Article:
*Another important point to come out of this discussion was the surprising and crucial role of the ultra-Orthodox in building this coalition for peace. Unlike religious Zionists, the ultra-Orthodox believe in land-for-peace and have joined left-wing coalitions before. It is also important that these parties were alienated by the current government for Yair Lapid’s strong policies on drafting them into the army, making them even more likely to join the side that he is not on (and Michaeli is adamant that he is not a leftist). Haredim are completely opposed to center-left social policies, of course, but, echoing a common sentiment, Michaeli emphasized that you have to find a solution to the conflict first and everything else comes second.

*On this note, she later mentioned that she wants this to be the first coalition to include an Arab party. How this might come to fruition are a little complicated, as she said, “I am ashamed to say the feeling in the Israeli popular culture today is that you couldn’t even think of doing that. Remember, one of the reasons Rabin was assassinated was because he worked with Arab parties in the Knesset when he went for Oslo,” before emphasizing that that’s what makes clearing this hurdle all the more important.

*On the role American Jews can play in Israeli politics: Michaeli explained that Israelis don’t really understand the diaspora; there is a popular feeling there that, since they provide a safe-haven for diaspora Jewry, there is a deep resentment towards them interfering in Israeli politics.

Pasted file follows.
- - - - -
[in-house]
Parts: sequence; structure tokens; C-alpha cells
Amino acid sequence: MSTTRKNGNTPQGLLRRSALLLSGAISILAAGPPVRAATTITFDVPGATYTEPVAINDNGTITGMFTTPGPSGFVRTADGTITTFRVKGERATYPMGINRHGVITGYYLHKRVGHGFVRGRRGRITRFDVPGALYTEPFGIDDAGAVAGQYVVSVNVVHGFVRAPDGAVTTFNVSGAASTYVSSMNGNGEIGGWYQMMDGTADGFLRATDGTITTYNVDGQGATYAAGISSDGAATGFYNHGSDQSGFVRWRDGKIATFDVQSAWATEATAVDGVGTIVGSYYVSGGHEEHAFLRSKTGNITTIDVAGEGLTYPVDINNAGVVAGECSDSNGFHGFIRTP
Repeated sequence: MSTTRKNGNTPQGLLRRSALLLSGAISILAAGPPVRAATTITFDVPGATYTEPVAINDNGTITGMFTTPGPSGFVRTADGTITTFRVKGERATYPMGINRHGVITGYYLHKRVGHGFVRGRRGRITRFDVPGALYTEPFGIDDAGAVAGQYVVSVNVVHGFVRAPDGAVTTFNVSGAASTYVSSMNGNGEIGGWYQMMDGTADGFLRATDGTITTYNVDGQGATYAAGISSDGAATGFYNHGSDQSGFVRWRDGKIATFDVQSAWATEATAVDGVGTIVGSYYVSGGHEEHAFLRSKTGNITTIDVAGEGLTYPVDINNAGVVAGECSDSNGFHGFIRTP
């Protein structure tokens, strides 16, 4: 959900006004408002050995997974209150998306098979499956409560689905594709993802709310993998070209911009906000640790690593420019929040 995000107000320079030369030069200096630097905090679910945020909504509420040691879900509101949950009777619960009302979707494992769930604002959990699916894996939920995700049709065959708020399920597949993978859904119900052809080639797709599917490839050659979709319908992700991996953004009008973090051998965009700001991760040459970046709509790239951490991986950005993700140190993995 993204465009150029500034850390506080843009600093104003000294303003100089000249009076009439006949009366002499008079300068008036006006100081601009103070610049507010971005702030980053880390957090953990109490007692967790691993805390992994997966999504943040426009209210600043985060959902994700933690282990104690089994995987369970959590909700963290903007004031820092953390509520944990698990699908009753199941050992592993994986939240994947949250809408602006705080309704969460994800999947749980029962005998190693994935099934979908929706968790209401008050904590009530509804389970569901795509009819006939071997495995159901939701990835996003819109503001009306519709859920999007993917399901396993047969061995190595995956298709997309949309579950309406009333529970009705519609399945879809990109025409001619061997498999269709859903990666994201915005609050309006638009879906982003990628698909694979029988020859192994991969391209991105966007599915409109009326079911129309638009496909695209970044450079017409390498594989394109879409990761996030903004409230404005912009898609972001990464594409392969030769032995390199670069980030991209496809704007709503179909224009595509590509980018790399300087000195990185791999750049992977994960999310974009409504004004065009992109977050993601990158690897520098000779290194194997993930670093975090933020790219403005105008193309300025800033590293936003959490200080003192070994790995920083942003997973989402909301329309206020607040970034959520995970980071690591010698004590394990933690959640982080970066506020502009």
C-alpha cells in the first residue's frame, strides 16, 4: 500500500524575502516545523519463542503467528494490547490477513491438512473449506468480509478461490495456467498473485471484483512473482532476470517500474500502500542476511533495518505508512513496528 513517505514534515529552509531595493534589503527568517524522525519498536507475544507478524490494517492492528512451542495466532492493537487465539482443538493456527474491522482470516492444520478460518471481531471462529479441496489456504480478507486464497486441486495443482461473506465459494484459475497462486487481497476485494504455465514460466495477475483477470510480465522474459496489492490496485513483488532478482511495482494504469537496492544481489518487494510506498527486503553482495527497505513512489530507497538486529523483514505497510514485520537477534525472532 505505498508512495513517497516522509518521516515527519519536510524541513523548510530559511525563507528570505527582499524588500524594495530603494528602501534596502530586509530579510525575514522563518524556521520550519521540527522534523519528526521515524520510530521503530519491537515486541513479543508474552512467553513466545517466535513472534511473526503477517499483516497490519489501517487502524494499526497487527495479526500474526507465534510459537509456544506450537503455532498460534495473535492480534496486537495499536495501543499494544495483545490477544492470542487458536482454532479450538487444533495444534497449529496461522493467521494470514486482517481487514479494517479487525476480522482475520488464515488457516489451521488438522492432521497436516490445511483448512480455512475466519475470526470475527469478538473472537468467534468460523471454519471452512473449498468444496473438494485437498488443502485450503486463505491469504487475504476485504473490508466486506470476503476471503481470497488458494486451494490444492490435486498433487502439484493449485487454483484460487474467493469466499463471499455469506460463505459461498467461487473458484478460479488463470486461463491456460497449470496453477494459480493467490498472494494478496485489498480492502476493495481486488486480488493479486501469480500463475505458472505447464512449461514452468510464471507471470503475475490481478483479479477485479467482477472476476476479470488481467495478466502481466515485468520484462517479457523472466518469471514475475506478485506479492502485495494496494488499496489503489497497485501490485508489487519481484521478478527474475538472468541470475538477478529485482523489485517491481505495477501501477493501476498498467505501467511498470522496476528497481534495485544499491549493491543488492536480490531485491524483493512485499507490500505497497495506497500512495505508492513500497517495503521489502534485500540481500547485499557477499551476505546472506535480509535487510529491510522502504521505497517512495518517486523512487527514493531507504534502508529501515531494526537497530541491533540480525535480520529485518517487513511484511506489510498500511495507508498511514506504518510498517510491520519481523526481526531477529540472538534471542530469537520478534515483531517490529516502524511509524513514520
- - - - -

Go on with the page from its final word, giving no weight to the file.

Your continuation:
“Except for Sheldon Adelson,” a man in the room pointed out, referring to the Las Vegas gambling mogul who donates huge sums of money to the Israeli right and funds its largest daily paper, Israel Hayom (Today). That comment brought up a profound point—in a way, Adelson is the reason for these new elections. A bill was recently floated in the Knesset prohibiting the distribution of free newspapers, instead establishing a formula for setting minimum prices. Since Israel Hayom is the only such paper in Israel, and since it is so transparently pro-Bibi, the bill was widely viewed as a referendum on the Prime Minister. The vote was 40 for, 20 against, and Bibi did not recuse himself from the vote. When the results came out, he flipped. This flip-out is what caused the firings of Livni and Lapid, the Nation State Bill, and, ultimately, the elections.

Getting back to Diaspora influence in Israeli politics, the unfortunate fact is that the more pressure outsiders try to put on Israel, the more it will have the opposite effect.